Now on to February and I think we are going to have an early spring. The sun is out again and it feels strong. Almost all of the ice is gone from the sidewalks on the north side of the street. We have three new (and interesting) shops in Richmond.
This post is about something fabulous that happened. Last fall, I was walking around the corner of my building, carrying, with my friend, Roger, a huge replica of someone’s farmhouse that I bought at a barn sale. The house was quite big and a man, walking to a restaurant across the street with his wife, stepped up to help carry it. Everyone walked into my building and the house was set down. The man, Ron Warwick and his wife, stayed for a minute to talk and as one topic led to another I mentioned that I wished I had a replica of my grandparents house. It had recently been torn down in Northbrook, Illinois. A developer was building a McMansion on the property as happens everywhere now. Ron said that he would turn the house that we were carrying, into a house as close to my grandparents’ house as was possible. I don’t know what kind of a look I had on my face, but I think it looked like a big question mark. I said, “Why would someone do that for a complete stranger?” I realized later that he is simply a selfless artist who must create, for not only did Ron with the help of his friend, Rich, make me a replica of my grandparents’ house, but built a completely new house, from the ground up.
We sat down only a few times and talked about the house. On Google Earth, we watched as the last remaining images of it disappeared forever. Ron whipped rulers around and did some kind of complicated mathematical and geometrical figures in his head while I tried to remember where the windows belonged. Then he started telling me, from his calculations, where the doors and windows belonged.
Nothing like this ever happened to me before, nor will it, I expect, ever happen again. I told Ron, and it is true, that I like the house as much as I liked my brand new 1972 convertible Mustang on the day that I got it. Every time I look at the house, I get a joyous and magical feeling.
Now, the real house, our grandparents and their children are gone. And just as they had to go on living as they lost their loved ones, our generation must go on, too. It is still hard. But, we were lucky to have all those people once and I was lucky when I came around that corner and, just by chance, met Ron Warwick.
Some nights, after I climb up the 17 stairs to where I sleep, I make a mad dash to get under the feather blanket where it is cozy and warm. And sometimes, in the dark, I stand by the house and angle a flashlight to shine in one of the windows, just as the street lamp did and I can hear Grandma and Grandpa, in the den, singing the songs of their youth, following the lyrics on the television screen as Mitch Miller* smiles and waves his hands in time to the music.
*In the early 1960s, Miller became a household name with his NBC television show Sing Along with Mitch, a community-sing program featuring him and a male chorus: an extension of his highly successful series of Columbia record albums of the same name. In keeping with the show’s title, viewers were presented with lyrics at the bottom of the television screen, and while many insist there was a bouncing ball to keep time, Miller correctly said this was something they remember from movie theater sing-alongs and cartoons.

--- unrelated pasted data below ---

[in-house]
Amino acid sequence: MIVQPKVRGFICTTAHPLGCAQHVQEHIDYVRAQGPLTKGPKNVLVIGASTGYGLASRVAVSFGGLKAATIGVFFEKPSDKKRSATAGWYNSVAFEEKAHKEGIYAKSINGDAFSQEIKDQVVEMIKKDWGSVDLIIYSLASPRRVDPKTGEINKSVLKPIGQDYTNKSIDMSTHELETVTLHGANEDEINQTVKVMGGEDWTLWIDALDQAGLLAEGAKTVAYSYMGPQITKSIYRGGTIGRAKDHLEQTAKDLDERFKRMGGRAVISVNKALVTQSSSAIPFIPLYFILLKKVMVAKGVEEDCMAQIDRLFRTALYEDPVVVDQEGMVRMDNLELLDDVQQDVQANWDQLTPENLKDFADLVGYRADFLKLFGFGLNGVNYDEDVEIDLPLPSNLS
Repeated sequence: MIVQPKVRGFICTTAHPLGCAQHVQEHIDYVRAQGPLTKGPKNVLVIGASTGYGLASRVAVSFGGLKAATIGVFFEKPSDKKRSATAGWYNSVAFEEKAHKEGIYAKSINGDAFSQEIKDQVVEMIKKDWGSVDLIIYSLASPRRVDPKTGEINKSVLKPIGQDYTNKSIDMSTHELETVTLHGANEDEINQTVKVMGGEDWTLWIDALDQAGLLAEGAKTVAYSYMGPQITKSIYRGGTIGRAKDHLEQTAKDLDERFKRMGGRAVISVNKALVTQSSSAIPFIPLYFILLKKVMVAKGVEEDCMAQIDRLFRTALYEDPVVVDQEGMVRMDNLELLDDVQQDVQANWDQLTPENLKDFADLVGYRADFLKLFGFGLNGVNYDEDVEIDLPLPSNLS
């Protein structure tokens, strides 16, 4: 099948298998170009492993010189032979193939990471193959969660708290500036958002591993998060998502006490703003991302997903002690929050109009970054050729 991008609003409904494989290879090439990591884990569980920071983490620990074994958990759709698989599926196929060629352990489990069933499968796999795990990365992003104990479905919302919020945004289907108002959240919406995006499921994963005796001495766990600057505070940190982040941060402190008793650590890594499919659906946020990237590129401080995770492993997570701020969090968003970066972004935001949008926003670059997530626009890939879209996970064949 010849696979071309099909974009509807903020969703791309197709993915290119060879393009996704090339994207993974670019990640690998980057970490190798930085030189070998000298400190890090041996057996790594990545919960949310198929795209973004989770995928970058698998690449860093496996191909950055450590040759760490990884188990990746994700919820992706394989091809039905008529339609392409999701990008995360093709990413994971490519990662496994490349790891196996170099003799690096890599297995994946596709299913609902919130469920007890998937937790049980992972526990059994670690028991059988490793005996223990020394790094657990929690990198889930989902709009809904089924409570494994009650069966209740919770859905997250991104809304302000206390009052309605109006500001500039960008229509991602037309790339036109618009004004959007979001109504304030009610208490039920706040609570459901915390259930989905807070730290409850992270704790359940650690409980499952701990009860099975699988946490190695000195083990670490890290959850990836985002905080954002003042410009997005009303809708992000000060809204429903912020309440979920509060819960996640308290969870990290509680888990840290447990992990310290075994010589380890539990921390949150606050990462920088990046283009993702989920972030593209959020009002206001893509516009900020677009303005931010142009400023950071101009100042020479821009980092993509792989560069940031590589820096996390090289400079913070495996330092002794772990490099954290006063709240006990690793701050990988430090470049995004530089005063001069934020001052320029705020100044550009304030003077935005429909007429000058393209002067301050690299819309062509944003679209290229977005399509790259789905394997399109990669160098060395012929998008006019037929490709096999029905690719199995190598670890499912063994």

Designing a cohesive, put-together shop with inventory ranging between the time periods of 1850 to 1950 has baffled me since I opened my shop. I’ve read dozens of design books and studied how other shops do this successfully on Pinterest, but short of renting a storage unit where I can accumulate things that go together, I haven’t learned a thing to make it easier.
Then I saw an article about a publisher looking for people to review Apartment Therapy’s new bookComplete + Happy Home. The ultra-bog, Apartment Therapy, features apartments designed by thousands of creative renters and home owners using flea market, antique shop furniture and furnishings mixed with new or newer furniture.
I could hardly put this book down. All of the principles can be applied to a shop just as easily as one would apply them to an apartment, split-level, ranch or six-bedroom house. I finally grasped something that has previously eluded me. The approach is to throw out all ideas of what Pottery Barn is selling, what is currently trending and what you know about design. Decorate to make yourself happy. Learn how to use what you have, what is comfortable, easy to clean, maintain and is affordable to you. In other words, don’t choose a painting because it matches the color of your couch. Choose one that you enjoy.
Read every page; don’t just look at the pictures and you will have a new eye and the knowledge to create a comfortable home for yourself, family and friends.
There is too much between the covers of theComplete + Happy Home to mention in a review, but the editors aren’t pulling your leg when they put the word Complete in the title. The sections on creating flow, energy, balance and mood helped me tremendously with arranging the shop.
Apartment Therapy contributors essentially live in rentals so they don’t take out walls and install new windows. That is what I love about this book. The point of the book is to train people how to look at their homes in a new way.